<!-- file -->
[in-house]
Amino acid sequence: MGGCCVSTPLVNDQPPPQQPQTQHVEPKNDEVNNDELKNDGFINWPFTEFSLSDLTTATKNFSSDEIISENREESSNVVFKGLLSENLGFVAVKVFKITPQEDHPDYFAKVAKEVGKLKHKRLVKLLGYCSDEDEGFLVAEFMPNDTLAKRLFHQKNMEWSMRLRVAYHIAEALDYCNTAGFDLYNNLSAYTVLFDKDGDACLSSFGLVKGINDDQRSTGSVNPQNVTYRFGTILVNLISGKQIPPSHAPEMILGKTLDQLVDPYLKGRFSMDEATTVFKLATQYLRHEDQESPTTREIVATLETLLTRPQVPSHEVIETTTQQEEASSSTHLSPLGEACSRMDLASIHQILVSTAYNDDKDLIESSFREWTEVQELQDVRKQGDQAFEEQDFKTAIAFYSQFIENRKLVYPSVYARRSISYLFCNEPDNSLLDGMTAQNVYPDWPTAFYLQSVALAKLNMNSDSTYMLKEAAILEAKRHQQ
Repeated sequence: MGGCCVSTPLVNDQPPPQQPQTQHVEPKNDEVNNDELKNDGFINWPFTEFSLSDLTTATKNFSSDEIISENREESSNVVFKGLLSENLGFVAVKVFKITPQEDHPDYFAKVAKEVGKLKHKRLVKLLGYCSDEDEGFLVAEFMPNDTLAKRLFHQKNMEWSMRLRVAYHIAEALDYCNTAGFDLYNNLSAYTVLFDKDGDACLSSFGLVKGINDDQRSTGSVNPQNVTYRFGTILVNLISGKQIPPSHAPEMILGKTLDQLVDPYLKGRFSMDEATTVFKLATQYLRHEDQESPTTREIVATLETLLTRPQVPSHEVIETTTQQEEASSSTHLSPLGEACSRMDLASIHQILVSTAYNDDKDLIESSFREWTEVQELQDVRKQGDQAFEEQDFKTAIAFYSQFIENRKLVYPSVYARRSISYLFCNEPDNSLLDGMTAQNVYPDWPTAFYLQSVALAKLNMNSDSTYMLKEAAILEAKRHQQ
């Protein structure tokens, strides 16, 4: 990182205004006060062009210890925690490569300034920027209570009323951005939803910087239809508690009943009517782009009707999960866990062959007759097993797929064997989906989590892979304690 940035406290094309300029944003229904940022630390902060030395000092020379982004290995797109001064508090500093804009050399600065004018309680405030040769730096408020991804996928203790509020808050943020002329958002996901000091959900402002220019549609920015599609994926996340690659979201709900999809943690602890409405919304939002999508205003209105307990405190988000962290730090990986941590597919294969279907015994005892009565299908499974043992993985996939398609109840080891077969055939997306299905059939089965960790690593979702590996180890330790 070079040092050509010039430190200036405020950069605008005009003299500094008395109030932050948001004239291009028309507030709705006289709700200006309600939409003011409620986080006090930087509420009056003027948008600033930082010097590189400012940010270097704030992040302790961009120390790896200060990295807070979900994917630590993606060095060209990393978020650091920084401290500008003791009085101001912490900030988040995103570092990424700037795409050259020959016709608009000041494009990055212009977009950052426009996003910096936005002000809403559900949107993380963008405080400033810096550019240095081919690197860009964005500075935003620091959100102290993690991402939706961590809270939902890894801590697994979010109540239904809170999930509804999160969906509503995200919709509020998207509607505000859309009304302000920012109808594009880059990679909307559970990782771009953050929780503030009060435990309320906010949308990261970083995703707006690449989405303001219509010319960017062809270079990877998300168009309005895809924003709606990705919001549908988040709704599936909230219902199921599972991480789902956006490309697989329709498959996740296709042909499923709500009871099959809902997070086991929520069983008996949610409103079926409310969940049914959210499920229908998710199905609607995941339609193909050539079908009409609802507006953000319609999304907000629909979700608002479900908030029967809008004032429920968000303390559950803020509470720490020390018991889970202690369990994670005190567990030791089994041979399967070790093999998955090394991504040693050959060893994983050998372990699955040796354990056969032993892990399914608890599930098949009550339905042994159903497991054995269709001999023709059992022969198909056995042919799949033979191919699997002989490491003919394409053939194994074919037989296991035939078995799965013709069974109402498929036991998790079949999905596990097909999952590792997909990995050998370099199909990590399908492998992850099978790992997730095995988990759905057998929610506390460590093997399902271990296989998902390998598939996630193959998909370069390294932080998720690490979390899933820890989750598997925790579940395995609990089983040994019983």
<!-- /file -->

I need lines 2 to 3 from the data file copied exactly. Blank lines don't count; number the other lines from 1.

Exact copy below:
Amino acid sequence: MGGCCVSTPLVNDQPPPQQPQTQHVEPKNDEVNNDELKNDGFINWPFTEFSLSDLTTATKNFSSDEIISENREESSNVVFKGLLSENLGFVAVKVFKITPQEDHPDYFAKVAKEVGKLKHKRLVKLLGYCSDEDEGFLVAEFMPNDTLAKRLFHQKNMEWSMRLRVAYHIAEALDYCNTAGFDLYNNLSAYTVLFDKDGDACLSSFGLVKGINDDQRSTGSVNPQNVTYRFGTILVNLISGKQIPPSHAPEMILGKTLDQLVDPYLKGRFSMDEATTVFKLATQYLRHEDQESPTTREIVATLETLLTRPQVPSHEVIETTTQQEEASSSTHLSPLGEACSRMDLASIHQILVSTAYNDDKDLIESSFREWTEVQELQDVRKQGDQAFEEQDFKTAIAFYSQFIENRKLVYPSVYARRSISYLFCNEPDNSLLDGMTAQNVYPDWPTAFYLQSVALAKLNMNSDSTYMLKEAAILEAKRHQQ
Repeated sequence: MGGCCVSTPLVNDQPPPQQPQTQHVEPKNDEVNNDELKNDGFINWPFTEFSLSDLTTATKNFSSDEIISENREESSNVVFKGLLSENLGFVAVKVFKITPQEDHPDYFAKVAKEVGKLKHKRLVKLLGYCSDEDEGFLVAEFMPNDTLAKRLFHQKNMEWSMRLRVAYHIAEALDYCNTAGFDLYNNLSAYTVLFDKDGDACLSSFGLVKGINDDQRSTGSVNPQNVTYRFGTILVNLISGKQIPPSHAPEMILGKTLDQLVDPYLKGRFSMDEATTVFKLATQYLRHEDQESPTTREIVATLETLLTRPQVPSHEVIETTTQQEEASSSTHLSPLGEACSRMDLASIHQILVSTAYNDDKDLIESSFREWTEVQELQDVRKQGDQAFEEQDFKTAIAFYSQFIENRKLVYPSVYARRSISYLFCNEPDNSLLDGMTAQNVYPDWPTAFYLQSVALAKLNMNSDSTYMLKEAAILEAKRHQQ